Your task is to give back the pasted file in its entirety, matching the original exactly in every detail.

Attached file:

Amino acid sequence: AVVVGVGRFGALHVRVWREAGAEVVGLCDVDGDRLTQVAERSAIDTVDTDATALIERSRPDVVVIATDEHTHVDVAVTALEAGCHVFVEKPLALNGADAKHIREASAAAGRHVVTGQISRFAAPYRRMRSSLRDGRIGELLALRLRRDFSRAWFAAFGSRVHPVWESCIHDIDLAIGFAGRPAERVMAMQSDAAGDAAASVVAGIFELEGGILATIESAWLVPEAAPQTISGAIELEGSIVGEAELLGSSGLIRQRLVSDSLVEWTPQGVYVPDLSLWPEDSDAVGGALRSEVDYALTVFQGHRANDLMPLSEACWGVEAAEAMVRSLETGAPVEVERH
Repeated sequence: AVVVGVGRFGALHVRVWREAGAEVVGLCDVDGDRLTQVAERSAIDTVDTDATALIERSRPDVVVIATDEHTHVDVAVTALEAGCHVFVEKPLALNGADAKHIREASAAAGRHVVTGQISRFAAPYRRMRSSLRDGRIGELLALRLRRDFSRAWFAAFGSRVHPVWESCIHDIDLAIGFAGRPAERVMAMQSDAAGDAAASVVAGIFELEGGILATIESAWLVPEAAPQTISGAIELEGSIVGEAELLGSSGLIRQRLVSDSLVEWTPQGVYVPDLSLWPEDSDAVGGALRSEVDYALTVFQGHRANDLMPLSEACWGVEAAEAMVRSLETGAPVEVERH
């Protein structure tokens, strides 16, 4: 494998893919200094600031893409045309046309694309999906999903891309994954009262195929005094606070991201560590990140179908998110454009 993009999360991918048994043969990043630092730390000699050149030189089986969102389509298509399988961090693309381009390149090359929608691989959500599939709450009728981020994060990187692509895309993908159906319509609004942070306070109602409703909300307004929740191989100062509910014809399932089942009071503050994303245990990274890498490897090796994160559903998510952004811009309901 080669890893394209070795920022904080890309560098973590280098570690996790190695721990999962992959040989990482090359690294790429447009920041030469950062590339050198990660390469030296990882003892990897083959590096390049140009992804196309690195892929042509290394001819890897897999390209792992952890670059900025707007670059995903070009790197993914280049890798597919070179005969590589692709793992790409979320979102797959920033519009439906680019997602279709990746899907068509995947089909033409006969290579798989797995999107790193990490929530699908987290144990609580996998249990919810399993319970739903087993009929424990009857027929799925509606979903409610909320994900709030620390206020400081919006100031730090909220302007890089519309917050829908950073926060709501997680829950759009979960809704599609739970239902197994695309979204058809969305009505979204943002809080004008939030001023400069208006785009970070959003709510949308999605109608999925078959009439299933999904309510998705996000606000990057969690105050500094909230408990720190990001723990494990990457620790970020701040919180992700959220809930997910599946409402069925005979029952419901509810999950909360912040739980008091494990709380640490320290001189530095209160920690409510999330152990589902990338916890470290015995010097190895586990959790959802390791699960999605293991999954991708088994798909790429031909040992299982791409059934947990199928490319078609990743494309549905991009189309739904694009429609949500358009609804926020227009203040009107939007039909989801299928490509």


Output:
Amino acid sequence: AVVVGVGRFGALHVRVWREAGAEVVGLCDVDGDRLTQVAERSAIDTVDTDATALIERSRPDVVVIATDEHTHVDVAVTALEAGCHVFVEKPLALNGADAKHIREASAAAGRHVVTGQISRFAAPYRRMRSSLRDGRIGELLALRLRRDFSRAWFAAFGSRVHPVWESCIHDIDLAIGFAGRPAERVMAMQSDAAGDAAASVVAGIFELEGGILATIESAWLVPEAAPQTISGAIELEGSIVGEAELLGSSGLIRQRLVSDSLVEWTPQGVYVPDLSLWPEDSDAVGGALRSEVDYALTVFQGHRANDLMPLSEACWGVEAAEAMVRSLETGAPVEVERH
Repeated sequence: AVVVGVGRFGALHVRVWREAGAEVVGLCDVDGDRLTQVAERSAIDTVDTDATALIERSRPDVVVIATDEHTHVDVAVTALEAGCHVFVEKPLALNGADAKHIREASAAAGRHVVTGQISRFAAPYRRMRSSLRDGRIGELLALRLRRDFSRAWFAAFGSRVHPVWESCIHDIDLAIGFAGRPAERVMAMQSDAAGDAAASVVAGIFELEGGILATIESAWLVPEAAPQTISGAIELEGSIVGEAELLGSSGLIRQRLVSDSLVEWTPQGVYVPDLSLWPEDSDAVGGALRSEVDYALTVFQGHRANDLMPLSEACWGVEAAEAMVRSLETGAPVEVERH
């Protein structure tokens, strides 16, 4: 494998893919200094600031893409045309046309694309999906999903891309994954009262195929005094606070991201560590990140179908998110454009 993009999360991918048994043969990043630092730390000699050149030189089986969102389509298509399988961090693309381009390149090359929608691989959500599939709450009728981020994060990187692509895309993908159906319509609004942070306070109602409703909300307004929740191989100062509910014809399932089942009071503050994303245990990274890498490897090796994160559903998510952004811009309901 080669890893394209070795920022904080890309560098973590280098570690996790190695721990999962992959040989990482090359690294790429447009920041030469950062590339050198990660390469030296990882003892990897083959590096390049140009992804196309690195892929042509290394001819890897897999390209792992952890670059900025707007670059995903070009790197993914280049890798597919070179005969590589692709793992790409979320979102797959920033519009439906680019997602279709990746899907068509995947089909033409006969290579798989797995999107790193990490929530699908987290144990609580996998249990919810399993319970739903087993009929424990009857027929799925509606979903409610909320994900709030620390206020400081919006100031730090909220302007890089519309917050829908950073926060709501997680829950759009979960809704599609739970239902197994695309979204058809969305009505979204943002809080004008939030001023400069208006785009970070959003709510949308999605109608999925078959009439299933999904309510998705996000606000990057969690105050500094909230408990720190990001723990494990990457620790970020701040919180992700959220809930997910599946409402069925005979029952419901509810999950909360912040739980008091494990709380640490320290001189530095209160920690409510999330152990589902990338916890470290015995010097190895586990959790959802390791699960999605293991999954991708088994798909790429031909040992299982791409059934947990199928490319078609990743494309549905991009189309739904694009429609949500358009609804926020227009203040009107939007039909989801299928490509």